Police in Turin, Italy, are reportedly investigating seven companies,
including Bertolli, Carapelli and Santa Sabina—for allegedly selling
“Extra Virgin” olive oils (EVOOs) that fail to meet EU standards to
be labeled as such. The investigation was reportedly launched after
consumer magazine Il Test notified the police of its taste-test results.
The police then hired the Italian customs agency to test 20 of the most
popular brands of EVOO in a laboratory, finding that nine brands from
seven companies were lower quality oil.

“For months now we have been increasing quality controls. In 2014 our
inspectors carried out 6,000 checks and confiscated oil worth 10 million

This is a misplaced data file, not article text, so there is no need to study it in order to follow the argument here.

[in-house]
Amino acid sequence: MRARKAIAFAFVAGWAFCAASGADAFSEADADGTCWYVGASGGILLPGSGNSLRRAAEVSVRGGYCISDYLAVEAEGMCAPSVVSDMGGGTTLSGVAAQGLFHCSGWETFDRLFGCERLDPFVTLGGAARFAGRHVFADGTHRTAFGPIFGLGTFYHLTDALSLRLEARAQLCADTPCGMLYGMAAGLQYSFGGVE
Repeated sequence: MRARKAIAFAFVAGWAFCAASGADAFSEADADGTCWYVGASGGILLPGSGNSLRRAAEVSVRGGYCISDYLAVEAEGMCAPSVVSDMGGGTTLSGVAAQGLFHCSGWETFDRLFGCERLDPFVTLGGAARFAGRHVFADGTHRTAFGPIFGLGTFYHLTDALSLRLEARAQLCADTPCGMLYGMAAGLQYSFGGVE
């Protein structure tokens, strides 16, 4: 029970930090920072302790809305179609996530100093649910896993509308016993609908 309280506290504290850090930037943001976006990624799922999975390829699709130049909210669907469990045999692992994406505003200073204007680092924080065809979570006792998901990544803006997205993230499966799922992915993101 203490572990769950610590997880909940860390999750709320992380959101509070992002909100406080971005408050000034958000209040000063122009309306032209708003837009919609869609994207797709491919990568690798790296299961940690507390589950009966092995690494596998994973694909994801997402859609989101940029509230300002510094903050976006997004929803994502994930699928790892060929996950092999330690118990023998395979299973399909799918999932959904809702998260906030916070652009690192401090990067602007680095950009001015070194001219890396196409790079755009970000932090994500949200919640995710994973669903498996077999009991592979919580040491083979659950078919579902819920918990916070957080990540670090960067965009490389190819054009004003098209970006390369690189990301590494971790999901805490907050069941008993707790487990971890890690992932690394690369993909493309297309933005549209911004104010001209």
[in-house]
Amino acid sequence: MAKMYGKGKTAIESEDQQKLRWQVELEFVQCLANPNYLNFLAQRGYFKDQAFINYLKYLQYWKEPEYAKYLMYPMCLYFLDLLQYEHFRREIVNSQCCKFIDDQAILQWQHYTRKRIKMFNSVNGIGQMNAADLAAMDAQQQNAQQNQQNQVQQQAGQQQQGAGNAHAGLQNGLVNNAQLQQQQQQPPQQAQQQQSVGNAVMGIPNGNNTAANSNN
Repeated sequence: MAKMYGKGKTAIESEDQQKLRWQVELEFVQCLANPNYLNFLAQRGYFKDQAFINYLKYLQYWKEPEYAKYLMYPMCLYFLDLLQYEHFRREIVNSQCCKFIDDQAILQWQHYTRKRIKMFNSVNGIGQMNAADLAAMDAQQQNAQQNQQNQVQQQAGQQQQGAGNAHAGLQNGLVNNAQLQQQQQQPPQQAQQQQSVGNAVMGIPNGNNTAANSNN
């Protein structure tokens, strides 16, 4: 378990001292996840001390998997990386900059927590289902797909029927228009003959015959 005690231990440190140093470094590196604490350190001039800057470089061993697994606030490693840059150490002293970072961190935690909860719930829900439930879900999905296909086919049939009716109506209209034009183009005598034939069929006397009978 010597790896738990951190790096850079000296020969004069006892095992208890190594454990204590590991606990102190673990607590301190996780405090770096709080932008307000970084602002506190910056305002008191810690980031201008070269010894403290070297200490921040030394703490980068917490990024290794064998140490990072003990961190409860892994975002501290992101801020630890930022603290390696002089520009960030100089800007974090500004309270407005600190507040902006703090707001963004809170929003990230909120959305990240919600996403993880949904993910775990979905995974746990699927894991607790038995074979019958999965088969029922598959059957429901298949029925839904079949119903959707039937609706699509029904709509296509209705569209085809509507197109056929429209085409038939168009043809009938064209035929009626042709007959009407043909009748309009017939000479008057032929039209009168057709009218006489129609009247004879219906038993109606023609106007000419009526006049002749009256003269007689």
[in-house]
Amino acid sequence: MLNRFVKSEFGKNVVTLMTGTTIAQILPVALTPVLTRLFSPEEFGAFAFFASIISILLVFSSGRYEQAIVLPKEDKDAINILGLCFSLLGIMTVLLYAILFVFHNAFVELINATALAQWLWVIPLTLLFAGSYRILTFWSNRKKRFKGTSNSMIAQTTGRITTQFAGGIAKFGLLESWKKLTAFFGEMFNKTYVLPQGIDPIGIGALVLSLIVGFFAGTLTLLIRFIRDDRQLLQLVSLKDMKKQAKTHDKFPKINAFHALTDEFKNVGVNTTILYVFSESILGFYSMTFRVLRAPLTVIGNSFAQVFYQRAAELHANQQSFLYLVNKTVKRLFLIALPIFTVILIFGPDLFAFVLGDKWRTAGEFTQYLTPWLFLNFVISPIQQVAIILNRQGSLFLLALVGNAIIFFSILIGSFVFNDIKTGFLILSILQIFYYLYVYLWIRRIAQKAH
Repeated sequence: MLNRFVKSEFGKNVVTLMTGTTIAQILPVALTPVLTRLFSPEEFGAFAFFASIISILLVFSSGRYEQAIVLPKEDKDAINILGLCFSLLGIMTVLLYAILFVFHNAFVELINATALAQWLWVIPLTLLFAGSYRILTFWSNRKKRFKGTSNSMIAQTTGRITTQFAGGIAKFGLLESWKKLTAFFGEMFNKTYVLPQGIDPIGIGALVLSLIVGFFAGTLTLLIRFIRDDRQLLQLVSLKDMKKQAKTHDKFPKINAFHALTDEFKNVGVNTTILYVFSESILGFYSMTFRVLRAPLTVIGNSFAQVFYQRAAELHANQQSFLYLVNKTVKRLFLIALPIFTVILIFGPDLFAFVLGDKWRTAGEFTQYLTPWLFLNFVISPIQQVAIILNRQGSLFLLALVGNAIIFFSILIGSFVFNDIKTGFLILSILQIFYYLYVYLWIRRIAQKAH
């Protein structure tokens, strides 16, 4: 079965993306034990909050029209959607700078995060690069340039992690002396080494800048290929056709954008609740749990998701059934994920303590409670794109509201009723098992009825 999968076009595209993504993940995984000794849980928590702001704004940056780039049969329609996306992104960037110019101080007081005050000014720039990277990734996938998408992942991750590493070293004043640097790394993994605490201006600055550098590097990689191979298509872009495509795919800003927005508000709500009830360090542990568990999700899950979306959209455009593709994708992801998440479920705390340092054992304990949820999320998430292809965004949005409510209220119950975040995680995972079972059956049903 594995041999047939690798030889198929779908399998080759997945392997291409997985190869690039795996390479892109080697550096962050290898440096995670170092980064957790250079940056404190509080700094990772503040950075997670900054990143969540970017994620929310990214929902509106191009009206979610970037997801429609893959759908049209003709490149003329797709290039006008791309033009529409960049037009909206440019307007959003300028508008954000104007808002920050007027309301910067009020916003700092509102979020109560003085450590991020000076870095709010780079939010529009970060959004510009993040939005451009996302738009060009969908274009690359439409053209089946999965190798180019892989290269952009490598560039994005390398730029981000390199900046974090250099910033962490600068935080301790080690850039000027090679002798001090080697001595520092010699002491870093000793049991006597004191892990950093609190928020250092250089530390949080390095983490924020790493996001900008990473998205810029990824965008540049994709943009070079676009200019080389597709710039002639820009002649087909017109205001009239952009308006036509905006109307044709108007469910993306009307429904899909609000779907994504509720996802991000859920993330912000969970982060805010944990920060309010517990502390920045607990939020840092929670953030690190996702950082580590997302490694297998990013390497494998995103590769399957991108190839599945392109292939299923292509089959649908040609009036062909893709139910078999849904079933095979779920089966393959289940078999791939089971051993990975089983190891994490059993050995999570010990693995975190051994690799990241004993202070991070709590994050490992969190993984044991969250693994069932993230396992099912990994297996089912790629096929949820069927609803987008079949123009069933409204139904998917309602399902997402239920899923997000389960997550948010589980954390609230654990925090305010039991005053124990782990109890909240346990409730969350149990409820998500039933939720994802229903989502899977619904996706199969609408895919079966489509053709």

euros,” Agriculture Minister Maurizio Martina told The Telegraph. “It’s
vital to protect a sector as important as that of olive oil.” See The Telegraph,
The Guardian and The Local, November 11, 2015.


Issue 584

About The Author

For decades, manufacturers, distributors and retailers at every link in the food chain have come to Shook, Hardy & Bacon to partner with a legal team that understands the issues they face in today's evolving food production industry. Shook attorneys work with some of the world's largest food, beverage and agribusiness companies to establish preventative measures, conduct internal audits, develop public relations strategies, and advance tort reform initiatives.